Easy Variety Within a Budget
Preparing great food that keeps my kids intrigued doesn’t have to mean that the meals are complicated or expensive. It can be easy to find myself in the routine of making the same lunch every day, especially when my mind is preoccupied with so many other things right now. I’ve tried hard to use up my groceries in ways that keep things interesting, but still keep the effort and budget fairly low. This may mean that today’s tuna salad served with crackers will appear again later in the week on a tuna melt, and the apples and oranges that were served solo alongside Monday’s lunch will find themselves in a fruit salad with banana and blueberries by Friday. Many of my chosen ingredients each week make several appearances, but I dress them up differently all week long. So far, the boys seem to dig it and haven’t noticed!
Something Sweet(ish) at Every Meal
My kids (and I’m sure yours, too) tend to prefer sugary snacks when given the choice. We aim for healthy snacks as a majority occurrence in our house, but I still keep treats stocked. I have snack bins in my pantry and refrigerator as a go-to location for my kids’ better-for-you-snacks, but may add a single serving bag or two of treats for each kid to enjoy as they wish during the week (they know to share what’s available equally). I could be totally wrong about this one, but I feel like this gives them the autonomy that teens crave so deeply to choose what they eat, and models what moderation looks like without requiring any direct feedback from parents.
To my mind, the nutritional requirements for lunches are different than snacks, because our kiddos are required to focus for so long after eating. (Not to mention, we also have a football player in our house whose practice takes place after classes and requires plenty of energy.) I’ve noticed that when I keep fruit as a constant on their plates the impending sweet tooth is automatically satisfied, and I don’t find them digging through the pantry after lunch. Having a balance of flavors (like salty, savory, and sweet) leaves them happily full and wanting for nothing after they’ve finished eating. On the days when I’ve tested this theory? Cookies immediately after lunch. Every. Time.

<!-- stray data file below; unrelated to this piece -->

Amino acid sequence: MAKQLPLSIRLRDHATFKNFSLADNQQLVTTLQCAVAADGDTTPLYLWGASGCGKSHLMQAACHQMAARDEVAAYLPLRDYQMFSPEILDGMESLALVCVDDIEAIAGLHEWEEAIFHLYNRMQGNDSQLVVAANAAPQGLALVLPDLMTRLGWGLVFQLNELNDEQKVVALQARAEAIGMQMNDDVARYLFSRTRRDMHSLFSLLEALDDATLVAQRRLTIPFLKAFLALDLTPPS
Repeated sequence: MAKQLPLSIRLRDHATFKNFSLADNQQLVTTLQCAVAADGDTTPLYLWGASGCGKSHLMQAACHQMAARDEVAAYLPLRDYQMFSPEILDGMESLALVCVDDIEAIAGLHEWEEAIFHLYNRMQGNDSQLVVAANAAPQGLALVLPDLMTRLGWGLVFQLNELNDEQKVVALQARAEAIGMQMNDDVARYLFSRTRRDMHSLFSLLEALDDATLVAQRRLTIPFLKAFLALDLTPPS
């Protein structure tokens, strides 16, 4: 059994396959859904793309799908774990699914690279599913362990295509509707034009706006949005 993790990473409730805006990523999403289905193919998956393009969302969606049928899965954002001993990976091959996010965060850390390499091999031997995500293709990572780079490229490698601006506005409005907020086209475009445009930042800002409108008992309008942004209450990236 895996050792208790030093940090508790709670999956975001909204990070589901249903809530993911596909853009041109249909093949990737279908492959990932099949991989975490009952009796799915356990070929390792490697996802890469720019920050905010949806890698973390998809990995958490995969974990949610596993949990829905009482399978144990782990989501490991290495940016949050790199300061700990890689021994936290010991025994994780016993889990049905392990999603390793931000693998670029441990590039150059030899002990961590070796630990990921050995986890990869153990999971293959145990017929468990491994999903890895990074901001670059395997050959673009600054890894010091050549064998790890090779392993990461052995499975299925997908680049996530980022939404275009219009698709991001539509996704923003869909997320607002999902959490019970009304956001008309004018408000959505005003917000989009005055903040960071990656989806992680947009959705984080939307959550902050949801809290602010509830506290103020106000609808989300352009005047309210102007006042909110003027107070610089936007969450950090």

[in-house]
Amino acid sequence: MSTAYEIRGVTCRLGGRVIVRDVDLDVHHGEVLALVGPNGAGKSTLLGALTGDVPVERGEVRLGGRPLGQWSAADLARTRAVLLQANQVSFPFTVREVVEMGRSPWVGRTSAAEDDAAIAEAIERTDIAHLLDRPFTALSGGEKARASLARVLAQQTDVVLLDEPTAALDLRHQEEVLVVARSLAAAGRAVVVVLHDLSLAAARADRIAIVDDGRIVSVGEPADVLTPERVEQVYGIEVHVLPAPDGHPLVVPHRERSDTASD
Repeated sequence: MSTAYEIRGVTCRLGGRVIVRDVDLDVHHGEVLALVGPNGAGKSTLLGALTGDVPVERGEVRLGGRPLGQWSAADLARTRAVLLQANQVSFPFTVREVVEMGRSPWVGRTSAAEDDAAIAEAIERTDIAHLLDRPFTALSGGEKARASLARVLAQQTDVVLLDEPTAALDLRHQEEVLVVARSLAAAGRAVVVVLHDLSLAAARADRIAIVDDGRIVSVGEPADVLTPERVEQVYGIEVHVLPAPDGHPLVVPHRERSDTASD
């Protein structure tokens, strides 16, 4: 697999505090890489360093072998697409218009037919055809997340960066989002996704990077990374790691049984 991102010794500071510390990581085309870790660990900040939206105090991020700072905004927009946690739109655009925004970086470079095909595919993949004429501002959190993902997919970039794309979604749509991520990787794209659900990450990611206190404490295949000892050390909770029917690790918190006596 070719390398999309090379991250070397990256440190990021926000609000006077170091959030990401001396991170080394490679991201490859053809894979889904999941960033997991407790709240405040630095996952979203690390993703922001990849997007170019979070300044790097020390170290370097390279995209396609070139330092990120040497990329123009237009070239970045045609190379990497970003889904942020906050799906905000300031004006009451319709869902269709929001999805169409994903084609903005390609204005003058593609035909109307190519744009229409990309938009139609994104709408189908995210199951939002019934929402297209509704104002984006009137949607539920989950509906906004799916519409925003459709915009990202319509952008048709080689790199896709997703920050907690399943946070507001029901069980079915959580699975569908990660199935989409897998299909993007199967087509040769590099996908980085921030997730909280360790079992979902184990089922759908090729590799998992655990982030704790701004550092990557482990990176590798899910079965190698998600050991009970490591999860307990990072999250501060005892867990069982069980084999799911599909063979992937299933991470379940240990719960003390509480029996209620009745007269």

Include Hot Foods, Too
This is something that wouldn’t be realistic for lunches from home on a normal school day, so I’m taking full advantage while my boys are here. They’ve enjoyed lots of different grilled sandwiches, hot soups, quesadillas, and next week I even have their favorite casserole on the menu. (Two lunches for the effort of one when I plan for leftovers they’ll love!) These are things I can assemble the night before while I’m making dinner, so all that’s left to do in the morning is heat it up. It’s kept me out of the kitchen more than I would already be on any given day and added something new and different to the standard lunch menu.
Having the chance to reset what a “good” lunch looks like has been one of the blessings to come out of virtual learning. There are so many things out of my control right now, so I’m focusing on what is in my power to do that helps benefit the health and wellness of my family. It makes me feel good to be able to care for them in this way, and I can see when their faces light up with anticipation that it makes them feel good, too.
My idea of what a healthy lunch looks like is undoubtedly different from yours in one or many ways. This is one of the beautiful things about parenthood, isn’t it? There are a million ways to boost the health and wellness of our families, and they are all ‘right’ when we deem them to be right for us and our kids. I’d love to learn some new ideas from you, too! Will you share what you’re doing for your kids’ lunches in the comments?